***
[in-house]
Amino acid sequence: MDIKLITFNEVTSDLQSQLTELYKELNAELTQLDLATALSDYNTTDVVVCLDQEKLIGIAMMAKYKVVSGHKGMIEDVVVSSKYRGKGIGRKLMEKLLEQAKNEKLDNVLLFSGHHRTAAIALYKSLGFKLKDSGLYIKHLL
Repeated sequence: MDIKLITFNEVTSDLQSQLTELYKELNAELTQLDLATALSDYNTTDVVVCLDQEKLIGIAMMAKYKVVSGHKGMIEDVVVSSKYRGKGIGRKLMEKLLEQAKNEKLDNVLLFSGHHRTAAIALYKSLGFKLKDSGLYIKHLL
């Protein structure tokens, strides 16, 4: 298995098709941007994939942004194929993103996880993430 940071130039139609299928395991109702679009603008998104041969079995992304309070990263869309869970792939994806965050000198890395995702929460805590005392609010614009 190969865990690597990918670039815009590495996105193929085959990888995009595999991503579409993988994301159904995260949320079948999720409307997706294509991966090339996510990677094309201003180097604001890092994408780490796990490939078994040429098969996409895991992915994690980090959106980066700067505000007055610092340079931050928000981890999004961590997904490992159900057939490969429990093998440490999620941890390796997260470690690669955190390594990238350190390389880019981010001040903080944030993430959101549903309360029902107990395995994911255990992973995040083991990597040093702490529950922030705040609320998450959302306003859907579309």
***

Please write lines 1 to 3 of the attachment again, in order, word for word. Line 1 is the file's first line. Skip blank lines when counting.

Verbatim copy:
[in-house]
Amino acid sequence: MDIKLITFNEVTSDLQSQLTELYKELNAELTQLDLATALSDYNTTDVVVCLDQEKLIGIAMMAKYKVVSGHKGMIEDVVVSSKYRGKGIGRKLMEKLLEQAKNEKLDNVLLFSGHHRTAAIALYKSLGFKLKDSGLYIKHLL
Repeated sequence: MDIKLITFNEVTSDLQSQLTELYKELNAELTQLDLATALSDYNTTDVVVCLDQEKLIGIAMMAKYKVVSGHKGMIEDVVVSSKYRGKGIGRKLMEKLLEQAKNEKLDNVLLFSGHHRTAAIALYKSLGFKLKDSGLYIKHLL